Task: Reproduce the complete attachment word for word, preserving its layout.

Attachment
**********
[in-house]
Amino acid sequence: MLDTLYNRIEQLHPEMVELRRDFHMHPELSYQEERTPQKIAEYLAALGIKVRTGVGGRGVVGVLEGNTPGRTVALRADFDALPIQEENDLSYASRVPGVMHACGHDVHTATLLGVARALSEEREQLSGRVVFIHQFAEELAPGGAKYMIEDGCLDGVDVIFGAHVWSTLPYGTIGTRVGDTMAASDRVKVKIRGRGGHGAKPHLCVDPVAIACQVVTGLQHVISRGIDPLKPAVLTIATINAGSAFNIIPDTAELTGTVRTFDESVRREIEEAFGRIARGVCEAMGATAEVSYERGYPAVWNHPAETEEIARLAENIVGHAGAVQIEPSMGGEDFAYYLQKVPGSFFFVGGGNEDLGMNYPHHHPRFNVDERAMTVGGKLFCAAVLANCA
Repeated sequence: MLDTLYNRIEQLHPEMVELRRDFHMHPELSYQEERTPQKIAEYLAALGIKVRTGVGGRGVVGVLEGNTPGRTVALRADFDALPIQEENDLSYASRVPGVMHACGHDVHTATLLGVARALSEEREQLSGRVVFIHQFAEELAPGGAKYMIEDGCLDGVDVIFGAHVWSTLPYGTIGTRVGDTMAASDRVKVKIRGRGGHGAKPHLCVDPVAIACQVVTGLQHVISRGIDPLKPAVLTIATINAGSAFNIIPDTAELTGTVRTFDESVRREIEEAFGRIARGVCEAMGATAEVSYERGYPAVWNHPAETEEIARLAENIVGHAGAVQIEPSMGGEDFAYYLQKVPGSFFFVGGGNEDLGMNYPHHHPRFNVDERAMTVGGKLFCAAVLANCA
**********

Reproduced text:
[in-house]
Amino acid sequence: MLDTLYNRIEQLHPEMVELRRDFHMHPELSYQEERTPQKIAEYLAALGIKVRTGVGGRGVVGVLEGNTPGRTVALRADFDALPIQEENDLSYASRVPGVMHACGHDVHTATLLGVARALSEEREQLSGRVVFIHQFAEELAPGGAKYMIEDGCLDGVDVIFGAHVWSTLPYGTIGTRVGDTMAASDRVKVKIRGRGGHGAKPHLCVDPVAIACQVVTGLQHVISRGIDPLKPAVLTIATINAGSAFNIIPDTAELTGTVRTFDESVRREIEEAFGRIARGVCEAMGATAEVSYERGYPAVWNHPAETEEIARLAENIVGHAGAVQIEPSMGGEDFAYYLQKVPGSFFFVGGGNEDLGMNYPHHHPRFNVDERAMTVGGKLFCAAVLANCA
Repeated sequence: MLDTLYNRIEQLHPEMVELRRDFHMHPELSYQEERTPQKIAEYLAALGIKVRTGVGGRGVVGVLEGNTPGRTVALRADFDALPIQEENDLSYASRVPGVMHACGHDVHTATLLGVARALSEEREQLSGRVVFIHQFAEELAPGGAKYMIEDGCLDGVDVIFGAHVWSTLPYGTIGTRVGDTMAASDRVKVKIRGRGGHGAKPHLCVDPVAIACQVVTGLQHVISRGIDPLKPAVLTIATINAGSAFNIIPDTAELTGTVRTFDESVRREIEEAFGRIARGVCEAMGATAEVSYERGYPAVWNHPAETEEIARLAENIVGHAGAVQIEPSMGGEDFAYYLQKVPGSFFFVGGGNEDLGMNYPHHHPRFNVDERAMTVGGKLFCAAVLANCA